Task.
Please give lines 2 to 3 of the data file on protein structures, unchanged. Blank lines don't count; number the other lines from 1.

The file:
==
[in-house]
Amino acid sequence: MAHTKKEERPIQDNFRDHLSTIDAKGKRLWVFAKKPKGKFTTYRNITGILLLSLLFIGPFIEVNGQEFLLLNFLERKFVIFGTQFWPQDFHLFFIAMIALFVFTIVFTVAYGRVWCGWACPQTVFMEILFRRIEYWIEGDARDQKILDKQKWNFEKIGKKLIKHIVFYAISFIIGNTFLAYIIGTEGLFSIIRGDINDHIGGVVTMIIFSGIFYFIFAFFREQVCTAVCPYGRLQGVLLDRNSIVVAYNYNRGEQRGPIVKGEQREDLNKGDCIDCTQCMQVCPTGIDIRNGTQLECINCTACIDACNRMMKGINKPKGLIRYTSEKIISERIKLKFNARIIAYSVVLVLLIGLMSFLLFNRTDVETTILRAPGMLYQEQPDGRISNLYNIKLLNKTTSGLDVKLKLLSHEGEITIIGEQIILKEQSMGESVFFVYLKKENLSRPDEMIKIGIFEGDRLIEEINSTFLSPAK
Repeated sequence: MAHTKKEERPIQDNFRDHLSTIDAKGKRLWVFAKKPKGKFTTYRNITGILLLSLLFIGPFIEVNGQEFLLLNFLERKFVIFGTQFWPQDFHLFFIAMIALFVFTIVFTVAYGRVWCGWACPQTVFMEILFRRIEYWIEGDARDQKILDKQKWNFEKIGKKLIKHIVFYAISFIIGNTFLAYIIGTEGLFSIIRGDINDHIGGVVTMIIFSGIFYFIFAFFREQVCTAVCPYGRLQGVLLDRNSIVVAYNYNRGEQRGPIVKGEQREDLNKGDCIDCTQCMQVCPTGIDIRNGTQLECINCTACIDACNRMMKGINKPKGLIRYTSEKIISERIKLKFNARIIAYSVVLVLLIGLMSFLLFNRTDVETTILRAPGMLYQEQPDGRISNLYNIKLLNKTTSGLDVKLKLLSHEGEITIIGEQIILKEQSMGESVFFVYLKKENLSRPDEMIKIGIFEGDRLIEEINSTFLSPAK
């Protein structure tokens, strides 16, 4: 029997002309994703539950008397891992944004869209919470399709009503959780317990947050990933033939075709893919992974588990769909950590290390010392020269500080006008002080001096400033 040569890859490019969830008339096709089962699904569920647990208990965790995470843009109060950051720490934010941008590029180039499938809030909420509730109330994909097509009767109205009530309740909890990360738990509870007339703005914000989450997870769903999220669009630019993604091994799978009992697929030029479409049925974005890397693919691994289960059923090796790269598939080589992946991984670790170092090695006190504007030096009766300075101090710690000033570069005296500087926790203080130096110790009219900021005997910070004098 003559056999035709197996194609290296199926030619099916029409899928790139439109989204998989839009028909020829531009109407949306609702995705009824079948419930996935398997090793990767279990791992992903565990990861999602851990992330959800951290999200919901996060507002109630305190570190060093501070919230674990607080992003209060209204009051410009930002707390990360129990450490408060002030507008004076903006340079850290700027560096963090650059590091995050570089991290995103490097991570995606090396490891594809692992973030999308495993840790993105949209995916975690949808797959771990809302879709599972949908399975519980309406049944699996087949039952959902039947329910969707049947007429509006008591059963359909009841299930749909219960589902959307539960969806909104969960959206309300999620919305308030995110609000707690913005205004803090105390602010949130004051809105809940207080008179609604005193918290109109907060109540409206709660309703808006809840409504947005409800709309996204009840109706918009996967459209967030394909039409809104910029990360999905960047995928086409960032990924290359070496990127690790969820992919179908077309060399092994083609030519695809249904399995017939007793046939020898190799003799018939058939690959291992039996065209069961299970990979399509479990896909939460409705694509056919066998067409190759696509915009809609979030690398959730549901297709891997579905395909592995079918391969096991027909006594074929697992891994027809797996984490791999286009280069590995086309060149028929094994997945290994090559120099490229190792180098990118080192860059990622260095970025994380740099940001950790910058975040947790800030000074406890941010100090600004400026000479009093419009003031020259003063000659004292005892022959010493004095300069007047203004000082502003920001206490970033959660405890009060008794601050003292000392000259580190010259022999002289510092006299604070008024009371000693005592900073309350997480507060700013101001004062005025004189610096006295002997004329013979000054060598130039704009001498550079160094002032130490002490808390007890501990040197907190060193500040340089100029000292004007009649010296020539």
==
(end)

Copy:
Amino acid sequence: MAHTKKEERPIQDNFRDHLSTIDAKGKRLWVFAKKPKGKFTTYRNITGILLLSLLFIGPFIEVNGQEFLLLNFLERKFVIFGTQFWPQDFHLFFIAMIALFVFTIVFTVAYGRVWCGWACPQTVFMEILFRRIEYWIEGDARDQKILDKQKWNFEKIGKKLIKHIVFYAISFIIGNTFLAYIIGTEGLFSIIRGDINDHIGGVVTMIIFSGIFYFIFAFFREQVCTAVCPYGRLQGVLLDRNSIVVAYNYNRGEQRGPIVKGEQREDLNKGDCIDCTQCMQVCPTGIDIRNGTQLECINCTACIDACNRMMKGINKPKGLIRYTSEKIISERIKLKFNARIIAYSVVLVLLIGLMSFLLFNRTDVETTILRAPGMLYQEQPDGRISNLYNIKLLNKTTSGLDVKLKLLSHEGEITIIGEQIILKEQSMGESVFFVYLKKENLSRPDEMIKIGIFEGDRLIEEINSTFLSPAK
Repeated sequence: MAHTKKEERPIQDNFRDHLSTIDAKGKRLWVFAKKPKGKFTTYRNITGILLLSLLFIGPFIEVNGQEFLLLNFLERKFVIFGTQFWPQDFHLFFIAMIALFVFTIVFTVAYGRVWCGWACPQTVFMEILFRRIEYWIEGDARDQKILDKQKWNFEKIGKKLIKHIVFYAISFIIGNTFLAYIIGTEGLFSIIRGDINDHIGGVVTMIIFSGIFYFIFAFFREQVCTAVCPYGRLQGVLLDRNSIVVAYNYNRGEQRGPIVKGEQREDLNKGDCIDCTQCMQVCPTGIDIRNGTQLECINCTACIDACNRMMKGINKPKGLIRYTSEKIISERIKLKFNARIIAYSVVLVLLIGLMSFLLFNRTDVETTILRAPGMLYQEQPDGRISNLYNIKLLNKTTSGLDVKLKLLSHEGEITIIGEQIILKEQSMGESVFFVYLKKENLSRPDEMIKIGIFEGDRLIEEINSTFLSPAK